Conversely, why would nominal attacking aircraft use tactics like nap-of-the-earth and terrain masking if not for the Earth’s curvature (and geography) offering them protection against detection.
 

kyagra

New Member
What does "below the curve" mean here? If the surface of the ocean is curved, then how and anything be "below" it (and not be underwater)?

Can you draw a diagram illustrating what you think the problem is? Don't post again without a diagram.

curve diag 72mi.jpg
curve calc 72mi.jpg
 
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Mendel

Senior Member.
I don't see where anybody uses the 4/3 Earth model for radar range. Earth does not look like 6371 KM radius to a microwave signal, but 3/4 of that.
Your source contradicts that claim.
Article:
image.jpeg
image.jpeg

k=1 or "geometric" refers to modeling Earth with a 6378 km radius; k=4/3=1.33 refers to modeling Earth with a k*6378km radius for the purpose of determing the correct angles.

The quoted graphs show that atmospheric refraction is correctly modeled with a k between 1 and 4/3; near the surface, close to 4/3 is better, near 100 000 ft close to 1 is better. (This makes sense because there is hardly any atmosphere at that altitude, which means there is hardly any atmospheric refraction.)

Using a model of Earth that assumes a k=3/4 radius is always worse than simply using its actual radius (k=1), because the correct value is between 1 and 4/3, and 3/4 is outside that range (3/4 < 1).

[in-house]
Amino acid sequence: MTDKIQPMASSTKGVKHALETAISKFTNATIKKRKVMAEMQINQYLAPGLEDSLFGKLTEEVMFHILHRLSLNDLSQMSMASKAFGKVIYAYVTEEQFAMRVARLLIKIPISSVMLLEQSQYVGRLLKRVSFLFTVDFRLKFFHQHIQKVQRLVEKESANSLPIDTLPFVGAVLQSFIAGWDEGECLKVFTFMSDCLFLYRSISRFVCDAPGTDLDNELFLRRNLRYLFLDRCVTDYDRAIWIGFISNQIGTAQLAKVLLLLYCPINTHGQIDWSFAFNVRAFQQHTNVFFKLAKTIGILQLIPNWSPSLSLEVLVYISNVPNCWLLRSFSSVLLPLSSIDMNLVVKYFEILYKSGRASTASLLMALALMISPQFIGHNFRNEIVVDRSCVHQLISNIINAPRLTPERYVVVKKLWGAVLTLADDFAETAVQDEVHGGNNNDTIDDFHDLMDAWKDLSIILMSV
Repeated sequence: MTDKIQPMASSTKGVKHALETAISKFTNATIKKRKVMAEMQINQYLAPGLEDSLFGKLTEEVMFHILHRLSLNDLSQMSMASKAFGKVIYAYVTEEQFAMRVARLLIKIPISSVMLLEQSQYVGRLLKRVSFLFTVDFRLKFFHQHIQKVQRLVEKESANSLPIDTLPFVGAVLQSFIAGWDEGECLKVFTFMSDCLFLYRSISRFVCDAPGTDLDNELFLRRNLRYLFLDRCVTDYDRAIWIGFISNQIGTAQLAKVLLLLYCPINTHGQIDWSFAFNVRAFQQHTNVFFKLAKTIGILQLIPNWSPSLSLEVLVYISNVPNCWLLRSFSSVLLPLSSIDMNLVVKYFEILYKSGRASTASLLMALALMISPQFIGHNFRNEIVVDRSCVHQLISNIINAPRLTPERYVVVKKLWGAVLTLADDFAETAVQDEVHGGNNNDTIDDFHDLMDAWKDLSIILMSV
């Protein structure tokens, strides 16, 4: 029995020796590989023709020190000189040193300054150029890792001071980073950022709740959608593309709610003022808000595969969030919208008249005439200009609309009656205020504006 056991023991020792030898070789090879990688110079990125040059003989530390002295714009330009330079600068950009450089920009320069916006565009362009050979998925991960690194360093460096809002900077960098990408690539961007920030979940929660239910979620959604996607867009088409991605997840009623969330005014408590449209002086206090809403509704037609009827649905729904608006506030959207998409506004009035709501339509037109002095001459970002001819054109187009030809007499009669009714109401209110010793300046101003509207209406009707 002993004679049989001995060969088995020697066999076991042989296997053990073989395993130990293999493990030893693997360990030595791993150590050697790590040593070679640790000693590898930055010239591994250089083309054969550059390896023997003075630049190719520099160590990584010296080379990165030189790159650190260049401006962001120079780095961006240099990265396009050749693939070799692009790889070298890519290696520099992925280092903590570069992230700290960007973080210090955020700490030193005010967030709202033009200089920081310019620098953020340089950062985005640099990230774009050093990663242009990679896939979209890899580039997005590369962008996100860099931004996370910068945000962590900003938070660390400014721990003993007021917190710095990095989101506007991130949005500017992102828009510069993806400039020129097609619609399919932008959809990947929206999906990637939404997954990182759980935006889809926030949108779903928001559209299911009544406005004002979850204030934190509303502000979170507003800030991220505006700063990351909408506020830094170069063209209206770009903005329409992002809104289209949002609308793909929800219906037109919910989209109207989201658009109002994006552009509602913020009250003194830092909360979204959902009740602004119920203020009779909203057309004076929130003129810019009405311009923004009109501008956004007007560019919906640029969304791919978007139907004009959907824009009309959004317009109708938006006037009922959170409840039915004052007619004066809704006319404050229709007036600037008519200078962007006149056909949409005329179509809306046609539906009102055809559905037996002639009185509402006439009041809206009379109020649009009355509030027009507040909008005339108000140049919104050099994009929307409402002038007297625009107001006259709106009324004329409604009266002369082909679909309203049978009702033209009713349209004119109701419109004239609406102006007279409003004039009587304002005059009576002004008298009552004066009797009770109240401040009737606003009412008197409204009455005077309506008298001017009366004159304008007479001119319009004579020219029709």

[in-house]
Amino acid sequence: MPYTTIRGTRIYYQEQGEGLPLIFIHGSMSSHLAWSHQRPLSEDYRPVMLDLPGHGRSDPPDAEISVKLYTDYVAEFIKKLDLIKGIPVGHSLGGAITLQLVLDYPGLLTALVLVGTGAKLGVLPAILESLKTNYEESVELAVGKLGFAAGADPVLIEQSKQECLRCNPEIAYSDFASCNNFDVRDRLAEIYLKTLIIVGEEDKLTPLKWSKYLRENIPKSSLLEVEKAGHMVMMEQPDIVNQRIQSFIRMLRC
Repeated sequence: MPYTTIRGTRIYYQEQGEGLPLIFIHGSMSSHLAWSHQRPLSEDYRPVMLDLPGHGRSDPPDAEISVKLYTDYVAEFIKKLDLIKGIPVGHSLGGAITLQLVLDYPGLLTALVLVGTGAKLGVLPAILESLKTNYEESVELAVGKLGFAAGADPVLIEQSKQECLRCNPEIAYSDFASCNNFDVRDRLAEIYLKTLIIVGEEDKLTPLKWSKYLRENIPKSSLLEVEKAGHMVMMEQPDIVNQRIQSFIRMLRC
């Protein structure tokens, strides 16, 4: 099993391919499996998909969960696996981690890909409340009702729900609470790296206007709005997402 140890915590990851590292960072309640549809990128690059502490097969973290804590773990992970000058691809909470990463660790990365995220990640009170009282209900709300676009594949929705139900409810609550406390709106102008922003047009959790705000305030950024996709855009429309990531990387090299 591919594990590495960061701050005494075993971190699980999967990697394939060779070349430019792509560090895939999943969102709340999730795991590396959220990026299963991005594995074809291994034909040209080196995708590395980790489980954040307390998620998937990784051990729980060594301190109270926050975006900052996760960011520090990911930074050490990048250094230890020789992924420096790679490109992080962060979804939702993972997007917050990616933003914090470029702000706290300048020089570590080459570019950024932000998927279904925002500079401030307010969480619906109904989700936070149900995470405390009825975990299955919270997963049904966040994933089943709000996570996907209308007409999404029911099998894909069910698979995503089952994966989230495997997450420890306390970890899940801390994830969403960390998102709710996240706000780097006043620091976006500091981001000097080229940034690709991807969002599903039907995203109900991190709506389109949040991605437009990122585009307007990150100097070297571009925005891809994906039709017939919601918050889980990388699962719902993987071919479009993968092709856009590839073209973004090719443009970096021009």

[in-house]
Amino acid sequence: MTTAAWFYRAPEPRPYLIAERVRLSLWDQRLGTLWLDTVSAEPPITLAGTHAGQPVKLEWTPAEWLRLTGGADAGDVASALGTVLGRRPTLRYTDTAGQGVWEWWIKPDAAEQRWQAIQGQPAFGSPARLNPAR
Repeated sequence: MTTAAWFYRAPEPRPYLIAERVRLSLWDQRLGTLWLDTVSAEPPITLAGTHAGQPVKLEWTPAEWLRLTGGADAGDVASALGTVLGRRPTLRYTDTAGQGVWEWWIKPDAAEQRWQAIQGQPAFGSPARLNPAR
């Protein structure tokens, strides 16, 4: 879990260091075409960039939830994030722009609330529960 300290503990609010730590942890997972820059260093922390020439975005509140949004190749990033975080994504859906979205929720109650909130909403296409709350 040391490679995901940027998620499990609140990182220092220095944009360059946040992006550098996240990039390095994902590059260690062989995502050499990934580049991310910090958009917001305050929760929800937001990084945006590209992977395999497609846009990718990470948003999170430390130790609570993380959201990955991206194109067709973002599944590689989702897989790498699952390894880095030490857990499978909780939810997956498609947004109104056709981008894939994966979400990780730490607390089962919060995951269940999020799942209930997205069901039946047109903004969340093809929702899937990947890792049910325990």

tl;dr if the microwave signal "thinks" it is running straight, then Earth looks bigger to it than it actually is, because atmospheric refraction bends it towards the Earth.
 
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vandamme

New Member
Your source contradicts that claim.

That's because I'm a dyslexic idiot and really meant 4/3. So the Earth looks flatter than it is, and radar goes further.
There's other conditions that impact radar range, like ducting which can be extreme over warm water. But it's rare, and comes and goes. But the main determinant of radar range is a set of variables that you can plug into the Radar Range Equation (good entry on Wikipedia) which takes into account transmit power, antenna gain, noise figure, wavelength, target size, and the like. Note that some terms are interdependent, like antenna aperture, wavelength, and gain. Range is very important because of the inverse square law of radiation, which gets you coming AND going, so double the range needs 4 times the transmit power, or antenna gain/size, or something.

Radar requires transmitting lots of power (kilowatts or megawatts) and getting microwatts back. This makes it susceptible to interference from other radars and jamming. If Earth was flat, other radars would be continually jamming each other. Same thing with broadcasting stations on the VHF and up bands. Let Flatheads try to explain their way out of that.